Remember The Last Time People Got Paid To Borrow Money? It Didn’t End Well. by Simon Black, Sovereign Man
Yesterday morning, CNBC Asia’s anchorman Martin Soong cradled a young, hairy-nosed wombat named Billi on live television.
In April, Li Lu and Bruce Greenwald took part in a discussion at the 13th Annual Columbia China Business Conference. The value investor and professor discussed multiple topics, including the value investing philosophy and the qualities Li looks for when evaluating potential investments. Q3 2021 hedge fund letters, conferences and more How Value Investing Has Read More
He then transitioned to interview an entrepreneur who is raising money to colonize Mars.
Now, as much as I’m sure we’re all fans of wombats… and as much as it might be a great idea to colonize Mars, it’s time to be soberingly honest: these are classic indicators that we’ve reached the top of the market.
Money is no longer serious business. It’s all fun and games chasing the latest investment fad with no regard whatsoever to the risks involved.
In fact, the very idea of ‘risk vs. reward’ is completely broken. Now it’s all risk, very little reward.
As my partner in Asia Tim Staermose told me yesterday, “Sensibly investing long-term savings and pension money for acceptable risk-adjusted returns could not be further from everybody’s minds.”
Of course, this is what happens when interest rates are effectively zero… or even negative as they are in certain cases in Europe.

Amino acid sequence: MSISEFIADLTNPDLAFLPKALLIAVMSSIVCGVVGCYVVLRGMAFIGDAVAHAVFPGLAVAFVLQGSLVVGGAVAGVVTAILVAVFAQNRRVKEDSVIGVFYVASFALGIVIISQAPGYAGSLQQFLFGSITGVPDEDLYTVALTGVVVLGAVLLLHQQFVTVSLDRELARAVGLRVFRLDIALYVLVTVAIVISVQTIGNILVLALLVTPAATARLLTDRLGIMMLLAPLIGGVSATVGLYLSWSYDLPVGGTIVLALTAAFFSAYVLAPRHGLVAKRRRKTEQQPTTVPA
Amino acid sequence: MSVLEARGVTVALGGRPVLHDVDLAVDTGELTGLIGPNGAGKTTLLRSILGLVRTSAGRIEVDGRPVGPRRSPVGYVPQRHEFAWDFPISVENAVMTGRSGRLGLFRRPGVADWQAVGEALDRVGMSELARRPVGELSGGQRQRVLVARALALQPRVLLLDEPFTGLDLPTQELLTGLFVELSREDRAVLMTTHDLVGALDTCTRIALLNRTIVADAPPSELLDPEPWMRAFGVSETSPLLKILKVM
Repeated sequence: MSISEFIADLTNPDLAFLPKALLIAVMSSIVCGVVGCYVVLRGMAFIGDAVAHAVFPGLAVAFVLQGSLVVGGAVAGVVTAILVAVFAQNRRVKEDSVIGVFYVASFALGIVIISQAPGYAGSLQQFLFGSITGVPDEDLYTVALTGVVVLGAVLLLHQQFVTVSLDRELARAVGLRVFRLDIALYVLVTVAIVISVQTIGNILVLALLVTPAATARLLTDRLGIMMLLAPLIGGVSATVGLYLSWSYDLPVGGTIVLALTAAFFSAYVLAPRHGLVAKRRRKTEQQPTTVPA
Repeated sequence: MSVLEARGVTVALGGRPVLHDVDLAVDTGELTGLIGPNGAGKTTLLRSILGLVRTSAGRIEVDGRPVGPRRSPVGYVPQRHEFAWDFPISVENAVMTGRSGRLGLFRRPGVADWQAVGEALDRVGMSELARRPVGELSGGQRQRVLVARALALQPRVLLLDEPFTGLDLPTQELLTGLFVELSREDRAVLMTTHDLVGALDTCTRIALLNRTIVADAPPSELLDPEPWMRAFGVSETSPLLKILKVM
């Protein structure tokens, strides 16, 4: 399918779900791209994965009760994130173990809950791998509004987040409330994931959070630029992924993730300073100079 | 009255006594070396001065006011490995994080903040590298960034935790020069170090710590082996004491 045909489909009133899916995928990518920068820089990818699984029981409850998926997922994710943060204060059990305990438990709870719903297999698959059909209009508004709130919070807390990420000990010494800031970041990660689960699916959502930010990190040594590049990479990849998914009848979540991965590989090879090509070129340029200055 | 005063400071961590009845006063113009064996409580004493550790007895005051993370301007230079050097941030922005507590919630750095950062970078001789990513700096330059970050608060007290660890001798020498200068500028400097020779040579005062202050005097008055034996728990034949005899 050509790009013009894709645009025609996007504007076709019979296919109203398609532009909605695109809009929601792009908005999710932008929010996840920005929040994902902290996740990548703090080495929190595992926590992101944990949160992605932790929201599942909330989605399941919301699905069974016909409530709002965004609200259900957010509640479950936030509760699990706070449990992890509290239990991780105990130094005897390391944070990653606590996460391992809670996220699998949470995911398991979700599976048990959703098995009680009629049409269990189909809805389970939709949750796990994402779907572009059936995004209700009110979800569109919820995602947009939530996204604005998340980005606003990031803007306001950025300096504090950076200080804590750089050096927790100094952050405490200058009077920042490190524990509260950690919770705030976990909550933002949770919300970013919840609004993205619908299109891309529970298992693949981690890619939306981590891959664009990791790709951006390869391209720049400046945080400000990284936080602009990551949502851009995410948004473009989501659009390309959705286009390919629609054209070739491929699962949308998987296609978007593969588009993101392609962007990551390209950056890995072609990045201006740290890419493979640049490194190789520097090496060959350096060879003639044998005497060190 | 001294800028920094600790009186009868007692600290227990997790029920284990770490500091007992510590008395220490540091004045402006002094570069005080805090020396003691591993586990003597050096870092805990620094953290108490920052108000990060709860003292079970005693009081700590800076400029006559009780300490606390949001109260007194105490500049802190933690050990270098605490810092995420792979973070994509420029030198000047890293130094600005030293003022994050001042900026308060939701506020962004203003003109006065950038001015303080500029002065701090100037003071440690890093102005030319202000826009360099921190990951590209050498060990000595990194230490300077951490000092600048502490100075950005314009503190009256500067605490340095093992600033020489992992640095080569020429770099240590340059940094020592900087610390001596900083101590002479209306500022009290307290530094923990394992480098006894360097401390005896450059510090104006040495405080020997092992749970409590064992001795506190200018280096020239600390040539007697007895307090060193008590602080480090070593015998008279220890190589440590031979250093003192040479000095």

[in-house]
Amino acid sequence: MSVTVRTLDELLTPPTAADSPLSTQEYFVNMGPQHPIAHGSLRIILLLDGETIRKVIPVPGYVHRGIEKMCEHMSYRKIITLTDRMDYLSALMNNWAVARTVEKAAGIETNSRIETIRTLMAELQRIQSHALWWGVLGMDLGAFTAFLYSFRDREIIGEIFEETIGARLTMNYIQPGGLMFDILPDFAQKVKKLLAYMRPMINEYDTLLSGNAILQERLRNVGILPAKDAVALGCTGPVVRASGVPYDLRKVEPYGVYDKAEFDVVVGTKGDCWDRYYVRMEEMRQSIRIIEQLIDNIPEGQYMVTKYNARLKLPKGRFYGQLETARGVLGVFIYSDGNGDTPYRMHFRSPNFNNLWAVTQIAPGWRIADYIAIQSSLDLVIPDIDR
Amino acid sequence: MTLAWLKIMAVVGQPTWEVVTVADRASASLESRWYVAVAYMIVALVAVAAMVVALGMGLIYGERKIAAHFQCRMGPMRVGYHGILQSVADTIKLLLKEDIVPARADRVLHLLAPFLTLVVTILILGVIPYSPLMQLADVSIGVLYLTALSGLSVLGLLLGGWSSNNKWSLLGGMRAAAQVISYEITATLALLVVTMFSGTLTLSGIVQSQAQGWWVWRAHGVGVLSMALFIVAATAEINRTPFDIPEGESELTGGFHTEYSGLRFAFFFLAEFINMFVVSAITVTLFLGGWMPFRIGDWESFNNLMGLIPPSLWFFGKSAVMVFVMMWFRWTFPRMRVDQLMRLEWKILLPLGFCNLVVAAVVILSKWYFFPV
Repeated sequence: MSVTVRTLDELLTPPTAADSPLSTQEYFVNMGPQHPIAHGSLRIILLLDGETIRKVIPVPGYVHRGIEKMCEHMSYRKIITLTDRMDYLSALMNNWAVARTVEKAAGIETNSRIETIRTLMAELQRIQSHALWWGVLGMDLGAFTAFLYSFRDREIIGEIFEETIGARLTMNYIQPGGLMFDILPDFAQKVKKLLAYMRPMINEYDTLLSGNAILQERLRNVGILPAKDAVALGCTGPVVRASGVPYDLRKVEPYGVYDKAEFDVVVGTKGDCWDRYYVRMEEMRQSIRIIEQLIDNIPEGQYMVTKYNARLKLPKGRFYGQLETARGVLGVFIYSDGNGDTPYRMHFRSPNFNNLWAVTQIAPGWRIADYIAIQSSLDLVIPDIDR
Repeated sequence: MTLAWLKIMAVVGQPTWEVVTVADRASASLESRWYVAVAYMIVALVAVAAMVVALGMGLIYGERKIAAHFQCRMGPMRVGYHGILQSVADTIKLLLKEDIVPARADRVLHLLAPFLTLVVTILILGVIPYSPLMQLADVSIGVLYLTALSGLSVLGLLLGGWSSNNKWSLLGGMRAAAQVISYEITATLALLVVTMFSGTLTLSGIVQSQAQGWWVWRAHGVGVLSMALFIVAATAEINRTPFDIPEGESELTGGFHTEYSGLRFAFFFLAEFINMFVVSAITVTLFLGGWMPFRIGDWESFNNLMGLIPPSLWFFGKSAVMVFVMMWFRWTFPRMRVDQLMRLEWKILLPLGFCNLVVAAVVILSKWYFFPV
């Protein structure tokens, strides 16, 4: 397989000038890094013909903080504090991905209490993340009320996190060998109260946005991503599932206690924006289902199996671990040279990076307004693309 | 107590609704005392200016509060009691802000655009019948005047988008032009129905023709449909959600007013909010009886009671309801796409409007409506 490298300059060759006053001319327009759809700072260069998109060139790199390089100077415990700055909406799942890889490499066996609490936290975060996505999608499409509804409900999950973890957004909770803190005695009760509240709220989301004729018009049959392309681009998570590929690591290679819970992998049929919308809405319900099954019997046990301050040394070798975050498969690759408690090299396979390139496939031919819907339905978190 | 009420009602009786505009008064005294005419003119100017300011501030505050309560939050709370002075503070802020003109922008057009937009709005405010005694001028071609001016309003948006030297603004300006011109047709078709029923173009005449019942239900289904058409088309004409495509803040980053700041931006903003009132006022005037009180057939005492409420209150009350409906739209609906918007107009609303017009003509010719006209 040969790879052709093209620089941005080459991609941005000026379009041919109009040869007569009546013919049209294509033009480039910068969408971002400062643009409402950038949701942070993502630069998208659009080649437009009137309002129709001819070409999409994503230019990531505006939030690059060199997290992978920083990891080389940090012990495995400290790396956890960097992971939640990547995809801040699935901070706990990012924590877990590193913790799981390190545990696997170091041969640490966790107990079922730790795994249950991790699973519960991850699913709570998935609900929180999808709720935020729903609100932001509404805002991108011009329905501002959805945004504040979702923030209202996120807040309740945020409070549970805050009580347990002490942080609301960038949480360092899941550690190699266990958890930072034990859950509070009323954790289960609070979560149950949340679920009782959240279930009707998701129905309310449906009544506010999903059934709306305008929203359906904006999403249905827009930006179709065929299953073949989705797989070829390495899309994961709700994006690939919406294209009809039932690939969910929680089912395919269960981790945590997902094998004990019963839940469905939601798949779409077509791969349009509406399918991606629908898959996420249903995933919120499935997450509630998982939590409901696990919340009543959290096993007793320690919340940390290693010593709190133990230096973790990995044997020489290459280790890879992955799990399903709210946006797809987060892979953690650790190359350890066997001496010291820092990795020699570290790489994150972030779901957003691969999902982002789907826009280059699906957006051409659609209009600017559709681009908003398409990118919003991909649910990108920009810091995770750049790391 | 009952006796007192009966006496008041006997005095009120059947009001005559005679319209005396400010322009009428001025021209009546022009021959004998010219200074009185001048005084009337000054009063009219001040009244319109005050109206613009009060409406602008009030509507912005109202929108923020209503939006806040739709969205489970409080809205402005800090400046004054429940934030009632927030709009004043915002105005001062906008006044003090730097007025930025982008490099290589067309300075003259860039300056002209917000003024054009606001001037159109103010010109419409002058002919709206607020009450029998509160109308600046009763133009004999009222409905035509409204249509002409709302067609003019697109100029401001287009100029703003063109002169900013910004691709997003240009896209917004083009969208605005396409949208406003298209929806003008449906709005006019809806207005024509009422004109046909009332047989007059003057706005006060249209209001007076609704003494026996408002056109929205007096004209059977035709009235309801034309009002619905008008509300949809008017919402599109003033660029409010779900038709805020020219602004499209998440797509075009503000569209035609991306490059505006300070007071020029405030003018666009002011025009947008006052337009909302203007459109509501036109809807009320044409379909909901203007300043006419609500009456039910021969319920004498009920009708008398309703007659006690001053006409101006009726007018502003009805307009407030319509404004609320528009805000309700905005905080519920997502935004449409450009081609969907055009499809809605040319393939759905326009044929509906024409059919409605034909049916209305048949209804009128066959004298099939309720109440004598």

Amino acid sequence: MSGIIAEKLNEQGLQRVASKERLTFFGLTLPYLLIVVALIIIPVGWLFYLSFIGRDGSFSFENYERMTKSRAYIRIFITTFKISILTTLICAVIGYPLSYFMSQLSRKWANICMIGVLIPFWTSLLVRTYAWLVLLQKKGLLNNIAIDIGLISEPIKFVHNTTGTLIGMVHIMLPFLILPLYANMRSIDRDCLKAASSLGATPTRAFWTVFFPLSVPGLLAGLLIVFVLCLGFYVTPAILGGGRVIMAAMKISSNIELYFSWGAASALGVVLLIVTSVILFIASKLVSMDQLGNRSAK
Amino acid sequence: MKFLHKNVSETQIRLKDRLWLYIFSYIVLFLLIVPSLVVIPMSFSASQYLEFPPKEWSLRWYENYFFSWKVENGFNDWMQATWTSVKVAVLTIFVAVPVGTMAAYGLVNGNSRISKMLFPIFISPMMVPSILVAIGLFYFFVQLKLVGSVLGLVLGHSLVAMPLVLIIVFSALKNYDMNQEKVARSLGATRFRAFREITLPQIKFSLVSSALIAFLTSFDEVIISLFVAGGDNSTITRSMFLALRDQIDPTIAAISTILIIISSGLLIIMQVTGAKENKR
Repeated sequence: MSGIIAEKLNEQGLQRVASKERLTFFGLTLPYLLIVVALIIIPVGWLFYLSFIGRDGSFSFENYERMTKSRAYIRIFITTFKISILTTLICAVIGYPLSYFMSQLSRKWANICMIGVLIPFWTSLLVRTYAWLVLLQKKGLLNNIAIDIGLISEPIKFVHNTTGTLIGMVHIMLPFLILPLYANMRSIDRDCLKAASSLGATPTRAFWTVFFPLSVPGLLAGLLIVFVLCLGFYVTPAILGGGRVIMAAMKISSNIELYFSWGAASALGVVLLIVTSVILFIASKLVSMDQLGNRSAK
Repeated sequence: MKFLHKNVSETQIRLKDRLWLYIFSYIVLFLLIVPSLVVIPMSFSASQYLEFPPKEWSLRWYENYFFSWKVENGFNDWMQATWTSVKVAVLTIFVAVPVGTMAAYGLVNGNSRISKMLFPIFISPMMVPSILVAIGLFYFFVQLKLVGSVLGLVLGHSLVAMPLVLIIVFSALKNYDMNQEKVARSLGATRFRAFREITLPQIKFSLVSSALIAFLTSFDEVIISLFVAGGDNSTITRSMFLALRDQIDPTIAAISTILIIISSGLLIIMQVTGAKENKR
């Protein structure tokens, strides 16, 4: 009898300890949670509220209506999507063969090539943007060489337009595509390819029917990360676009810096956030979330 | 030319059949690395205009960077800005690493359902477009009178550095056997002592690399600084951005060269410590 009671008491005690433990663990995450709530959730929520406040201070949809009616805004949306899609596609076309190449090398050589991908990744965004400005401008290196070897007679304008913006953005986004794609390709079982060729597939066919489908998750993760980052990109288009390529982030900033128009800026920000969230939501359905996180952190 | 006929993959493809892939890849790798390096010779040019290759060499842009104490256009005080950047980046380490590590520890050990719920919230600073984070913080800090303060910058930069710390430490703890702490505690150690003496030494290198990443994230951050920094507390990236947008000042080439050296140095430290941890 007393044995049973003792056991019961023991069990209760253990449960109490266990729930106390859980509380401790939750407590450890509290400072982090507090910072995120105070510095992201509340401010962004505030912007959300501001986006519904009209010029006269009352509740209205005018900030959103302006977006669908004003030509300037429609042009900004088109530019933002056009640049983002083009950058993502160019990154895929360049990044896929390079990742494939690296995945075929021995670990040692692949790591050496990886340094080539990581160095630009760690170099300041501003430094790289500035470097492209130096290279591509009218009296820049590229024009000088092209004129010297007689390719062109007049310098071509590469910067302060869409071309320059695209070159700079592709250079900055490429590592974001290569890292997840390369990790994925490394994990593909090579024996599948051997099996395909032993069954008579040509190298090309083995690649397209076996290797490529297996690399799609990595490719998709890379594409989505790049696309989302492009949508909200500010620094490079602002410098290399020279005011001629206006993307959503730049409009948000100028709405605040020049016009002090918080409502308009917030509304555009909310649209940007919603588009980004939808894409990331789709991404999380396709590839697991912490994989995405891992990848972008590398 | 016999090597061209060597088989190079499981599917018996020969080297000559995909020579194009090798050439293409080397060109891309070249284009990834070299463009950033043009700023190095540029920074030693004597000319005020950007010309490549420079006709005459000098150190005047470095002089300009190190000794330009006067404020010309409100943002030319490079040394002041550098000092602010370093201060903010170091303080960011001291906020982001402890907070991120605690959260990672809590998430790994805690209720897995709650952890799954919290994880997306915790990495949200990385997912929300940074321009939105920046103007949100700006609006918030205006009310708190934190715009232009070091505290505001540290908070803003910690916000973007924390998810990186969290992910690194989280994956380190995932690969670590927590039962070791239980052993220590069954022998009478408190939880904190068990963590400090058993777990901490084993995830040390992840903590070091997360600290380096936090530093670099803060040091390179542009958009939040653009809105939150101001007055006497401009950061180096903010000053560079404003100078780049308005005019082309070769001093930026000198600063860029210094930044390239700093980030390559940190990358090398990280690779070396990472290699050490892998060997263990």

We’ve talked about this before— Europe has such dangerous financial incentives now that in certain cases there are SAVERS who are paying the bank to deposit their money, and BORROWERS who are being paid by the bank to go into debt.
It’s completely upside down.
But to say this is unprecedented is actually incorrect.
In fact, it was only a few years ago that borrowers in the United States had HUGE incentives to go into debt.
After 9/11, the US Federal Reserve pushed interest rates down to nearly zero. Mortgage rates dropped, and suddenly it became incredibly cheap to buy a home.
Demand picked up… gradually, then suddenly.
Demand for housing (and hence mortgages) became so great, in fact, that banks began to doggedly compete with one another.
The conservative practices of the past were abandoned. Instead of demanding a 20% down payment from the borrower and financing 80% of the purchase price, some banks started offering 90% loans. Then 95%. Then 100%.
At the height of the bubble, we were seeing people with no job, no income, and no assets to post as collateral receiving 103% loans. In other words, people were essentially being paid to borrow money.
Markets tend to have very short memories. But I think we can all recall that this experiment in no-money-down, teaser-rate lending did not end well at all.
Curiously, what we’re seeing now is even worse.
Now interest rates literally are negative. Most notably, you have to pay money for the privilege of loaning your savings to bankrupt governments.
It’s easy to look back on the housing crisis with 20/20 hindsight and say, “That was dumb…”
Yeah. It was. But this is even dumber… and very few people in finance seem to care.
The most dangerous words in finance are, “This time is different.” That seems to be what people honestly believe… that THIS time paying people to borrow money in an even more destructive way will have zero consequences.
I invite you to explore this topic with me further in today’s podcast— you can listen in here: